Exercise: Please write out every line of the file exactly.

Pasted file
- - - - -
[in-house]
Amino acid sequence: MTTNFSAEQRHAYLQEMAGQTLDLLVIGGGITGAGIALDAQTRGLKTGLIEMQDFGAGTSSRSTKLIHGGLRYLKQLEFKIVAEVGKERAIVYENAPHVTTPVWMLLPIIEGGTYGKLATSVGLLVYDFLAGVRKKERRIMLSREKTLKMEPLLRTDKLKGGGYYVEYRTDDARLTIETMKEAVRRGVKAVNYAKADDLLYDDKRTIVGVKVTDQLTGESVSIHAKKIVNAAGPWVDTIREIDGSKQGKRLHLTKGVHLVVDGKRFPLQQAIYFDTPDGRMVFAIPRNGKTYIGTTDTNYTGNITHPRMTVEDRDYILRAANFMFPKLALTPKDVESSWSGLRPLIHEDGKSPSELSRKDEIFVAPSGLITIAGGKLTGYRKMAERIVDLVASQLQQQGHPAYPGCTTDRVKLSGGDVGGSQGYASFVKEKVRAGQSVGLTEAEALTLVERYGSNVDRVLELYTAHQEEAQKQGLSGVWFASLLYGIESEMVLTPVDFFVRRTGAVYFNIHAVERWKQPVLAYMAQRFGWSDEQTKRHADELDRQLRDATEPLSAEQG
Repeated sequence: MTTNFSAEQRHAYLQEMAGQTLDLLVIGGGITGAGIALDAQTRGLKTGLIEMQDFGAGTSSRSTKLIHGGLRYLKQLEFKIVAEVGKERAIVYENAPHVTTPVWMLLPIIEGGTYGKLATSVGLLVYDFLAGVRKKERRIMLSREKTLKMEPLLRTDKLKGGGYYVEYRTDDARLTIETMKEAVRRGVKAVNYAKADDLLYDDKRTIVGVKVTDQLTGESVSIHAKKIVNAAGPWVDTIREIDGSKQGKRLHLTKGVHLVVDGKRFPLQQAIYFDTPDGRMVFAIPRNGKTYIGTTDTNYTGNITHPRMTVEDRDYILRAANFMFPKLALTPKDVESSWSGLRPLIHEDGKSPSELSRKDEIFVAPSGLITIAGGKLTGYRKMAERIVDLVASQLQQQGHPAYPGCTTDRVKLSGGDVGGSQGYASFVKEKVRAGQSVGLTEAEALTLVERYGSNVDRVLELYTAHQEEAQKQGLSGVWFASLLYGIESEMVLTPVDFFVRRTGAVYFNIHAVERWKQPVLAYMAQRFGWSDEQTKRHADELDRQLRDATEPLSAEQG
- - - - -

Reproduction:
[in-house]
Amino acid sequence: MTTNFSAEQRHAYLQEMAGQTLDLLVIGGGITGAGIALDAQTRGLKTGLIEMQDFGAGTSSRSTKLIHGGLRYLKQLEFKIVAEVGKERAIVYENAPHVTTPVWMLLPIIEGGTYGKLATSVGLLVYDFLAGVRKKERRIMLSREKTLKMEPLLRTDKLKGGGYYVEYRTDDARLTIETMKEAVRRGVKAVNYAKADDLLYDDKRTIVGVKVTDQLTGESVSIHAKKIVNAAGPWVDTIREIDGSKQGKRLHLTKGVHLVVDGKRFPLQQAIYFDTPDGRMVFAIPRNGKTYIGTTDTNYTGNITHPRMTVEDRDYILRAANFMFPKLALTPKDVESSWSGLRPLIHEDGKSPSELSRKDEIFVAPSGLITIAGGKLTGYRKMAERIVDLVASQLQQQGHPAYPGCTTDRVKLSGGDVGGSQGYASFVKEKVRAGQSVGLTEAEALTLVERYGSNVDRVLELYTAHQEEAQKQGLSGVWFASLLYGIESEMVLTPVDFFVRRTGAVYFNIHAVERWKQPVLAYMAQRFGWSDEQTKRHADELDRQLRDATEPLSAEQG
Repeated sequence: MTTNFSAEQRHAYLQEMAGQTLDLLVIGGGITGAGIALDAQTRGLKTGLIEMQDFGAGTSSRSTKLIHGGLRYLKQLEFKIVAEVGKERAIVYENAPHVTTPVWMLLPIIEGGTYGKLATSVGLLVYDFLAGVRKKERRIMLSREKTLKMEPLLRTDKLKGGGYYVEYRTDDARLTIETMKEAVRRGVKAVNYAKADDLLYDDKRTIVGVKVTDQLTGESVSIHAKKIVNAAGPWVDTIREIDGSKQGKRLHLTKGVHLVVDGKRFPLQQAIYFDTPDGRMVFAIPRNGKTYIGTTDTNYTGNITHPRMTVEDRDYILRAANFMFPKLALTPKDVESSWSGLRPLIHEDGKSPSELSRKDEIFVAPSGLITIAGGKLTGYRKMAERIVDLVASQLQQQGHPAYPGCTTDRVKLSGGDVGGSQGYASFVKEKVRAGQSVGLTEAEALTLVERYGSNVDRVLELYTAHQEEAQKQGLSGVWFASLLYGIESEMVLTPVDFFVRRTGAVYFNIHAVERWKQPVLAYMAQRFGWSDEQTKRHADELDRQLRDATEPLSAEQG